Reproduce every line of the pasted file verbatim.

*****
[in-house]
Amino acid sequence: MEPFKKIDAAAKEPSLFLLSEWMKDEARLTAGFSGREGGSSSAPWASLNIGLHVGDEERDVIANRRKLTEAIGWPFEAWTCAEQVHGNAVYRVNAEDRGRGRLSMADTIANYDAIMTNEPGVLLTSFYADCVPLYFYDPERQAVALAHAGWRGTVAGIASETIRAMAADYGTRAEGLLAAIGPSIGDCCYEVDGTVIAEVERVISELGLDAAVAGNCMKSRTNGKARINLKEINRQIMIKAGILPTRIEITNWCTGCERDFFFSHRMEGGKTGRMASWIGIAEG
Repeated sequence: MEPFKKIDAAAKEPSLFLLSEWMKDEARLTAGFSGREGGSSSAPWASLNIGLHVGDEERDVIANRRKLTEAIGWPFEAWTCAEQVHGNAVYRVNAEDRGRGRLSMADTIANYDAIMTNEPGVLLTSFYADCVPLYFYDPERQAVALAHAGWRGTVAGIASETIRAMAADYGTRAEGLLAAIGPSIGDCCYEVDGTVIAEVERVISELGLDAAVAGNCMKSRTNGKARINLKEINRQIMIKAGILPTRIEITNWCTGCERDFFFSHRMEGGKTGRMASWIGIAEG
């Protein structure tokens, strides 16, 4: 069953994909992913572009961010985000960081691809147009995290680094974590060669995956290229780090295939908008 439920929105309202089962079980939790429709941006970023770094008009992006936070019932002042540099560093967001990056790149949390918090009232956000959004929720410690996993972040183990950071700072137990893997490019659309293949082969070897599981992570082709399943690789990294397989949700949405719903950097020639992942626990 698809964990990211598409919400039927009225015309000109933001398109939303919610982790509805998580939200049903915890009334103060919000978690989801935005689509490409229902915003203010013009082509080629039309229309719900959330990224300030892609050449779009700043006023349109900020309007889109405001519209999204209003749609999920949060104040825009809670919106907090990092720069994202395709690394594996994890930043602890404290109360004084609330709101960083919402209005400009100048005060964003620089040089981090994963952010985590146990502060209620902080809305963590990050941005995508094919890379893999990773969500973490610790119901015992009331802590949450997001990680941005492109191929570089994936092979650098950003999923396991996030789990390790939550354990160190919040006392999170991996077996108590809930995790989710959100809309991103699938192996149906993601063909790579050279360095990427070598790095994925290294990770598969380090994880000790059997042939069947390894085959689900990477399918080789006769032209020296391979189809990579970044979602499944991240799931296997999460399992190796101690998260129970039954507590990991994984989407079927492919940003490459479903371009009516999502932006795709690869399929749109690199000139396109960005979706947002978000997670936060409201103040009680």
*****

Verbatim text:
[in-house]
Amino acid sequence: MEPFKKIDAAAKEPSLFLLSEWMKDEARLTAGFSGREGGSSSAPWASLNIGLHVGDEERDVIANRRKLTEAIGWPFEAWTCAEQVHGNAVYRVNAEDRGRGRLSMADTIANYDAIMTNEPGVLLTSFYADCVPLYFYDPERQAVALAHAGWRGTVAGIASETIRAMAADYGTRAEGLLAAIGPSIGDCCYEVDGTVIAEVERVISELGLDAAVAGNCMKSRTNGKARINLKEINRQIMIKAGILPTRIEITNWCTGCERDFFFSHRMEGGKTGRMASWIGIAEG
Repeated sequence: MEPFKKIDAAAKEPSLFLLSEWMKDEARLTAGFSGREGGSSSAPWASLNIGLHVGDEERDVIANRRKLTEAIGWPFEAWTCAEQVHGNAVYRVNAEDRGRGRLSMADTIANYDAIMTNEPGVLLTSFYADCVPLYFYDPERQAVALAHAGWRGTVAGIASETIRAMAADYGTRAEGLLAAIGPSIGDCCYEVDGTVIAEVERVISELGLDAAVAGNCMKSRTNGKARINLKEINRQIMIKAGILPTRIEITNWCTGCERDFFFSHRMEGGKTGRMASWIGIAEG
């Protein structure tokens, strides 16, 4: 069953994909992913572009961010985000960081691809147009995290680094974590060669995956290229780090295939908008 439920929105309202089962079980939790429709941006970023770094008009992006936070019932002042540099560093967001990056790149949390918090009232956000959004929720410690996993972040183990950071700072137990893997490019659309293949082969070897599981992570082709399943690789990294397989949700949405719903950097020639992942626990 698809964990990211598409919400039927009225015309000109933001398109939303919610982790509805998580939200049903915890009334103060919000978690989801935005689509490409229902915003203010013009082509080629039309229309719900959330990224300030892609050449779009700043006023349109900020309007889109405001519209999204209003749609999920949060104040825009809670919106907090990092720069994202395709690394594996994890930043602890404290109360004084609330709101960083919402209005400009100048005060964003620089040089981090994963952010985590146990502060209620902080809305963590990050941005995508094919890379893999990773969500973490610790119901015992009331802590949450997001990680941005492109191929570089994936092979650098950003999923396991996030789990390790939550354990160190919040006392999170991996077996108590809930995790989710959100809309991103699938192996149906993601063909790579050279360095990427070598790095994925290294990770598969380090994880000790059997042939069947390894085959689900990477399918080789006769032209020296391979189809990579970044979602499944991240799931296997999460399992190796101690998260129970039954507590990991994984989407079927492919940003490459479903371009009516999502932006795709690869399929749109690199000139396109960005979706947002978000997670936060409201103040009680």